I was reading the current issue of Radio And Production [February 1993] when I chanced upon John Dodge's "Steal This Script!" column. I then noticed a line that made me cringe. That line, in parentheses, stated: "I hear Beatles' 'Come Together' right here. Your client may not."
I'm the Continuity Director of WRTA radio in Altoona, PA and have been in broadcasting for over twenty years. I am also the owner of thirty music copyrights through two small music publishing companies.
Although I know it is standard practice in the industry, especially in small and medium markets, I want to stress to all your readers that it is blatantly, without a doubt, one hundred percent ILLEGAL to use any portion of a copyrighted work, i.e., a popular song, as the background for, or as an integral part of, a commercial without the permission of and payment made to the copyright owner or owner of exclusive rights. It is an infringement of copyright that is punishable as a federal offense. Moreover, it is flat out theft from the writers, publishers and others associated with the song.
Many broadcasters are under the impression that their ASCAP and BMI licenses cover such use. Not so. Blanket licenses issued by public performance agencies are for ENTERTAINMENT PURPOSES ONLY. Royalties are not paid on commercials. When you hear a popular song used as part of a major national campaign, it is because a separate license has been negotiated with the publisher.
I can hear all the standard arguments now: who cares, everybody does it, who's going to know unless somebody tells. But bear in mind how litigious our society has become...and, in these cases, the litigation will be justified. Recall the story of a few years ago, where Bruce Springsteen was on the road and heard "Born In The USA" used as the background for a commercial on some local station. Sued 'em for infringement. Won. There's big money involved here. And you can bet that very soon, publishers will be cracking down on this sort of activity. Are you willing to take the chance?
It's not so much the illegality that bothers me, but the fact that one creative group of people is literally stealing from another. Not only is it not fair and not legal, IT'S JUST NOT RIGHT.
Get a good production library. Buy a digital keyboard and compose your own stuff. Do your own creative work. Don't steal from someone else. Pretty soon, Big Brother will be watching, litigating, and collecting.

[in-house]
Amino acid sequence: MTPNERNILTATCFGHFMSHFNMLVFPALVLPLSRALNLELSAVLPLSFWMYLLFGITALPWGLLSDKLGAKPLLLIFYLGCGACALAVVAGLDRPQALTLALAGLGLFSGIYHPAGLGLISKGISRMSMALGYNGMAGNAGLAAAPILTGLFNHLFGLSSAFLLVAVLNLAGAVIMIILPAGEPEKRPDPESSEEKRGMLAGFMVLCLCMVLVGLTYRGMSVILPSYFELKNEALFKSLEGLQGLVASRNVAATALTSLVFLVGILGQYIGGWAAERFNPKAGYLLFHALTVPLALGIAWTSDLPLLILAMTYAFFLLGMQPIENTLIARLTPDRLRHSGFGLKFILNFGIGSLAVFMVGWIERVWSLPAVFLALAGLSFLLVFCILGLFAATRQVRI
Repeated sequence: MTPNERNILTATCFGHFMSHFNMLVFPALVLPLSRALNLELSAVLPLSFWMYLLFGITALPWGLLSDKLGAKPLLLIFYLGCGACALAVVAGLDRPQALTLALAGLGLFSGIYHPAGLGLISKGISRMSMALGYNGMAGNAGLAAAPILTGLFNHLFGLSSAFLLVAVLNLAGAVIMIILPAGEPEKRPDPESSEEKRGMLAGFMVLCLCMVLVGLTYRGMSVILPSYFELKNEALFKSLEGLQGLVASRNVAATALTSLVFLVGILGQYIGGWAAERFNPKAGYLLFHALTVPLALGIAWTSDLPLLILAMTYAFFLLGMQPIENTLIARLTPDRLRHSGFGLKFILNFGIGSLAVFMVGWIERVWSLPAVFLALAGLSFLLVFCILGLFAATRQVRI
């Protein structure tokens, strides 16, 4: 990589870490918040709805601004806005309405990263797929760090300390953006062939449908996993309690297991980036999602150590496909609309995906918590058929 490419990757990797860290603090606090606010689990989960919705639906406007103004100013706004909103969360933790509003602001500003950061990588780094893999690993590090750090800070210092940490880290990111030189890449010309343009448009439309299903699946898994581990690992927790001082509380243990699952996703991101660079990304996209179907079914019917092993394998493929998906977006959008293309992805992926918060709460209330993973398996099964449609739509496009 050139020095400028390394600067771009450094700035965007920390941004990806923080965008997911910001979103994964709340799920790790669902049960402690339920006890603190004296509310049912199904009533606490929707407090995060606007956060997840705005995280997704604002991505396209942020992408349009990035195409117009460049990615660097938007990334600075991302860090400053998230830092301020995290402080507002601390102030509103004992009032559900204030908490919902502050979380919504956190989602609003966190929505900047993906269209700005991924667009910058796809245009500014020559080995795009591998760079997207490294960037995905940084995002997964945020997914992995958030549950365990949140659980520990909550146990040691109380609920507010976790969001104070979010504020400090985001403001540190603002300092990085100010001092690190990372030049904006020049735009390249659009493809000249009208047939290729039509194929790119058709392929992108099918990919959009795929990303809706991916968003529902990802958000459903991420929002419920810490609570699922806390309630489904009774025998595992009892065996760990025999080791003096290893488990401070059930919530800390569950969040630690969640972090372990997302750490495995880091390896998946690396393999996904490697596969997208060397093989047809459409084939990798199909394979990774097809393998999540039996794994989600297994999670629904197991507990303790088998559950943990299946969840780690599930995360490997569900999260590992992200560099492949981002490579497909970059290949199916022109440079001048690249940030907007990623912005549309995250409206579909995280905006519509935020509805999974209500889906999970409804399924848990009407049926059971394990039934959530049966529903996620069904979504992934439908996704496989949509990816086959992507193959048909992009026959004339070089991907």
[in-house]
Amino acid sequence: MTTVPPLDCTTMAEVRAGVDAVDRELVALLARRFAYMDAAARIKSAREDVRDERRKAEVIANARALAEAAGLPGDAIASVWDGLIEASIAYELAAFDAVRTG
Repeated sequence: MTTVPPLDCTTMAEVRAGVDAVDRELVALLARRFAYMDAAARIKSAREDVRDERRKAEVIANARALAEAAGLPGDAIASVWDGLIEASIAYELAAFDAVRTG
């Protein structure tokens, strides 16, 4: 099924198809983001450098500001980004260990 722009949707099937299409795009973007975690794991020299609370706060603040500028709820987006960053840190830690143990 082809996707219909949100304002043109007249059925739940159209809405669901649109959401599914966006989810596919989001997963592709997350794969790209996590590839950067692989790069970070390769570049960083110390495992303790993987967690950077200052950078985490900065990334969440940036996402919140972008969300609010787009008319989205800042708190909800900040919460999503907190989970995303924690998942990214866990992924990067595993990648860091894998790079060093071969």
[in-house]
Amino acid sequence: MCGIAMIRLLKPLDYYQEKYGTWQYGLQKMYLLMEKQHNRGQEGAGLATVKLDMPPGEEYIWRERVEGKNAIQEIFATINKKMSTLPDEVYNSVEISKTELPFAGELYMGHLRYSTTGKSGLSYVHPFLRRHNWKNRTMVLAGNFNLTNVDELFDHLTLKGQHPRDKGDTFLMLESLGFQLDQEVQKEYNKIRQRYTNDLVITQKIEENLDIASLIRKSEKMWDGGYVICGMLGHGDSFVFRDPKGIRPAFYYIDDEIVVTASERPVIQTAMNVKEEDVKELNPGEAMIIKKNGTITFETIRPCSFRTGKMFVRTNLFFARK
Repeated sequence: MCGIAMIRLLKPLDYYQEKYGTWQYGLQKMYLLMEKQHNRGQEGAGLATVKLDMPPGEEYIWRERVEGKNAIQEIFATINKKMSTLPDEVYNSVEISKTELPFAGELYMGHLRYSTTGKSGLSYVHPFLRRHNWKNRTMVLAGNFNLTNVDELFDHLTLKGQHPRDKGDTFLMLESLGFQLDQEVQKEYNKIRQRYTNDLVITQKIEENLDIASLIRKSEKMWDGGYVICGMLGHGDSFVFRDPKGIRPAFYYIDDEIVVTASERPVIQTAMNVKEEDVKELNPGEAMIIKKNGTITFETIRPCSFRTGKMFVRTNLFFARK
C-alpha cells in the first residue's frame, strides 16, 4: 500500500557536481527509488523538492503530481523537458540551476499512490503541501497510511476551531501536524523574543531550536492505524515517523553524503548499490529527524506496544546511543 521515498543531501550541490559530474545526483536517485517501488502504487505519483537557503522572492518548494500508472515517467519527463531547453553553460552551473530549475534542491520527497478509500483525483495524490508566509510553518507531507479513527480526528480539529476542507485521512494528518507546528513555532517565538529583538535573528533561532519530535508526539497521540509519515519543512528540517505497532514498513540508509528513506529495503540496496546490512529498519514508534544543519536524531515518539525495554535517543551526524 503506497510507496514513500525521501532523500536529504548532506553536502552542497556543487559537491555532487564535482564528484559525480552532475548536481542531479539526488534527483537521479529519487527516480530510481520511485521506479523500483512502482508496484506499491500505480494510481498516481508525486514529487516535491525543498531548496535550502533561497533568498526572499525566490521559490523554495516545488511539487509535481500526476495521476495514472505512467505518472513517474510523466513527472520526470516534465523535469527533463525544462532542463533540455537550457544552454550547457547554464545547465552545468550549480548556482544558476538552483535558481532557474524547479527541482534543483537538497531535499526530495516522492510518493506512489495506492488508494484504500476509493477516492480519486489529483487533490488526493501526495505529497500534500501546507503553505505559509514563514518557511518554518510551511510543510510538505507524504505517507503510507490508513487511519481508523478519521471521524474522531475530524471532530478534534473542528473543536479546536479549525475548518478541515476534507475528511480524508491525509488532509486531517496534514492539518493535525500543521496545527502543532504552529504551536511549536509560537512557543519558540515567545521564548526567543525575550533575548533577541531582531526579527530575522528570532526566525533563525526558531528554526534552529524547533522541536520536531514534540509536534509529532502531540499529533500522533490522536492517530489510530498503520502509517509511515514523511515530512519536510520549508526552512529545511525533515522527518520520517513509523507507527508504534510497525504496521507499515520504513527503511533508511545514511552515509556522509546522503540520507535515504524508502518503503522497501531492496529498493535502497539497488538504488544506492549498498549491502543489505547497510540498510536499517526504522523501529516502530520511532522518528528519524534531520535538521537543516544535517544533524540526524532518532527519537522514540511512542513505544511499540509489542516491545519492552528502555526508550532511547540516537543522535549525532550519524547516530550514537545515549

Stan Davis Potopa, Proprietor
PRR Communications, Altoona, PA
Thank you for your thoughts. The points you make have been made in these pages many times before, but the issue warrants constant reminders. While Mr. Dodge's comment may have been made in jest, we hope our readers will always think twice before using any music illegally. jv...
On Monday Night, March 1st, I attended a seminar on the new Sony Mini-Disc put on by Home Theatre, Inc., Sony, Stereo Review and Audio Magazine. They had a door prize...a brand new Mini-Disc Walkman portable recorder, the MZ-1. After years of giving away prizes on the radio and putting together countless winner promos, guess who finally won something?!
Home Theatre pulled my name and awarded me the prize and Sony threw in three pre-recorded Mini-Discs and a box of five blank RECORDABLE Mini-Discs. The unit, in addition, comes with a blank sixty-minute Mini-Disc. After partially getting over the elation that goes with winning such a great prize (it retails locally from $699.95 to $749.95), I set out to learn how to use my new "toy," as the staff calls it.
I plugged in the power adaptor, put on the headset and popped in Michael Jackson's "Dangerous." Sony conservatively says the sound approaches CD quality. I say it's damn good! It's neat to see the title of each song read out on the LCD screen, too!
I then hooked up the MZ-1 to my LaserDisc player and started recording in seconds! This recorder is designed for consumers and is very easy to get the hang of. It only took a couple of minutes to learn how to title my own tracks. The instruction book is excellent.
I am now recording copies of my favorite promos, spots and airchecks on Mini-Disc. The quality is great! And it's so neat to have so much storage space on such a small (under 2½ inches) disc. No discernible wow and flutter and no tape hiss! The stereo separation is fantastic! I recommend the Mini-Disc MZ-1 highly!
Kevin Sanderson, Production Director
WKQI-FM, Oak Park, MI
First of all, congratulations on the lucky draw! Secondly, thanks for the mini "Test Drive" on the MZ-1. The Mini-Disc's main competition is the new DCC (Digital Compact Cassette), and from the looks of it, the DCC may have some tough competition. We're looking forward to getting our hands on one of the Mini-Disc home decks for a Test Drive as soon as they're available. Thanks again, and if you decide to send any spots and promos to us on Mini-Disc for The Cassette, be sure and send the MZ-1, too! We'll need it! jv...